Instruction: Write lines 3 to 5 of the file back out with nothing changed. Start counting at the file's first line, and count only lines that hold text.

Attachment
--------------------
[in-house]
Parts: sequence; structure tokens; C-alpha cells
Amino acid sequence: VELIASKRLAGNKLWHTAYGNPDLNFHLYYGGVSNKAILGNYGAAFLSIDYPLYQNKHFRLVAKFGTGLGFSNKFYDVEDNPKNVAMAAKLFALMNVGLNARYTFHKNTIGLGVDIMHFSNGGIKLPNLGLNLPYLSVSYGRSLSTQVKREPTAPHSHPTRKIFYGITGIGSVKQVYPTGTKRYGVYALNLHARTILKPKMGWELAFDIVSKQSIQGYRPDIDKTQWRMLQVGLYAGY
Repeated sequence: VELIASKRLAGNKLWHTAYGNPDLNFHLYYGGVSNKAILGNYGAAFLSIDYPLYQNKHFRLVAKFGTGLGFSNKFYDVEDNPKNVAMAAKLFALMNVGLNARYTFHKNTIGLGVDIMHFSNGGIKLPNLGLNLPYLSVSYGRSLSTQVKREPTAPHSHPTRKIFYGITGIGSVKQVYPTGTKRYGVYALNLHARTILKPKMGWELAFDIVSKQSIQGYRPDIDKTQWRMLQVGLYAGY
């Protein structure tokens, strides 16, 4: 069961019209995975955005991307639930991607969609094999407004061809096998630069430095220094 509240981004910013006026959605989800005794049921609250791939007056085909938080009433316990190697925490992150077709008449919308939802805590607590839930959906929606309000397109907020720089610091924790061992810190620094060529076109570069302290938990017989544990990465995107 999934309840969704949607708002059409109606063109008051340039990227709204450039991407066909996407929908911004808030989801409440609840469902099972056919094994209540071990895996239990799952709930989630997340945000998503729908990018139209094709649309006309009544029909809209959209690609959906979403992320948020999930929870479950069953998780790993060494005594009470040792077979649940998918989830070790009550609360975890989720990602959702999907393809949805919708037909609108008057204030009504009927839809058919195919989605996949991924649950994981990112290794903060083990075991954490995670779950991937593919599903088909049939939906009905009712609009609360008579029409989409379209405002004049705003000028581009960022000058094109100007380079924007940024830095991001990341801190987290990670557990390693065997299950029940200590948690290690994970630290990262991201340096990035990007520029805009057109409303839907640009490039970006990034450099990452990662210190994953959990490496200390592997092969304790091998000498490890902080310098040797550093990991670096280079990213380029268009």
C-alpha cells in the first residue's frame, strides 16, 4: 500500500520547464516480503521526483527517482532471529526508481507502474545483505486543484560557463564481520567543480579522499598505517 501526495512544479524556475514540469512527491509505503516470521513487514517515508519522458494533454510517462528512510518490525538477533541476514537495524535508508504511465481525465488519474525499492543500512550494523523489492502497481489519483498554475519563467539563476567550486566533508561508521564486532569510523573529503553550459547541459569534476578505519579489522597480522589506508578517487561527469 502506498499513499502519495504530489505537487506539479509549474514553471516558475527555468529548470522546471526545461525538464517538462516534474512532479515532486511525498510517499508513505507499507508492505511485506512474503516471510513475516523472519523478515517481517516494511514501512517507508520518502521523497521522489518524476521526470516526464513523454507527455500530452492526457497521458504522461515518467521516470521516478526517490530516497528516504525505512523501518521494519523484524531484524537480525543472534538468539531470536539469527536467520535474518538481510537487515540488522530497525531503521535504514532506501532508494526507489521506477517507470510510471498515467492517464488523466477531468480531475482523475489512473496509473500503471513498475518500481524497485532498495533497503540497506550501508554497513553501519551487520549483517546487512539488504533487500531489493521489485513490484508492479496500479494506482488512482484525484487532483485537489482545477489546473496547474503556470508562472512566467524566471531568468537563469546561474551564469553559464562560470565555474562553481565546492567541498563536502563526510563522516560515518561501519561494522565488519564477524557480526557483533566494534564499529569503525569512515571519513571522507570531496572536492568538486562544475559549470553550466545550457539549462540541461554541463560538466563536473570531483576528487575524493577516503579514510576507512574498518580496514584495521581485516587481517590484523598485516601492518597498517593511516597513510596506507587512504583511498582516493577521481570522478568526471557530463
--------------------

Amino acid sequence: VELIASKRLAGNKLWHTAYGNPDLNFHLYYGGVSNKAILGNYGAAFLSIDYPLYQNKHFRLVAKFGTGLGFSNKFYDVEDNPKNVAMAAKLFALMNVGLNARYTFHKNTIGLGVDIMHFSNGGIKLPNLGLNLPYLSVSYGRSLSTQVKREPTAPHSHPTRKIFYGITGIGSVKQVYPTGTKRYGVYALNLHARTILKPKMGWELAFDIVSKQSIQGYRPDIDKTQWRMLQVGLYAGY
Repeated sequence: VELIASKRLAGNKLWHTAYGNPDLNFHLYYGGVSNKAILGNYGAAFLSIDYPLYQNKHFRLVAKFGTGLGFSNKFYDVEDNPKNVAMAAKLFALMNVGLNARYTFHKNTIGLGVDIMHFSNGGIKLPNLGLNLPYLSVSYGRSLSTQVKREPTAPHSHPTRKIFYGITGIGSVKQVYPTGTKRYGVYALNLHARTILKPKMGWELAFDIVSKQSIQGYRPDIDKTQWRMLQVGLYAGY
């Protein structure tokens, strides 16, 4: 069961019209995975955005991307639930991607969609094999407004061809096998630069430095220094 509240981004910013006026959605989800005794049921609250791939007056085909938080009433316990190697925490992150077709008449919308939802805590607590839930959906929606309000397109907020720089610091924790061992810190620094060529076109570069302290938990017989544990990465995107 999934309840969704949607708002059409109606063109008051340039990227709204450039991407066909996407929908911004808030989801409440609840469902099972056919094994209540071990895996239990799952709930989630997340945000998503729908990018139209094709649309006309009544029909809209959209690609959906979403992320948020999930929870479950069953998780790993060494005594009470040792077979649940998918989830070790009550609360975890989720990602959702999907393809949805919708037909609108008057204030009504009927839809058919195919989605996949991924649950994981990112290794903060083990075991954490995670779950991937593919599903088909049939939906009905009712609009609360008579029409989409379209405002004049705003000028581009960022000058094109100007380079924007940024830095991001990341801190987290990670557990390693065997299950029940200590948690290690994970630290990262991201340096990035990007520029805009057109409303839907640009490039970006990034450099990452990662210190994953959990490496200390592997092969304790091998000498490890902080310098040797550093990991670096280079990213380029268009």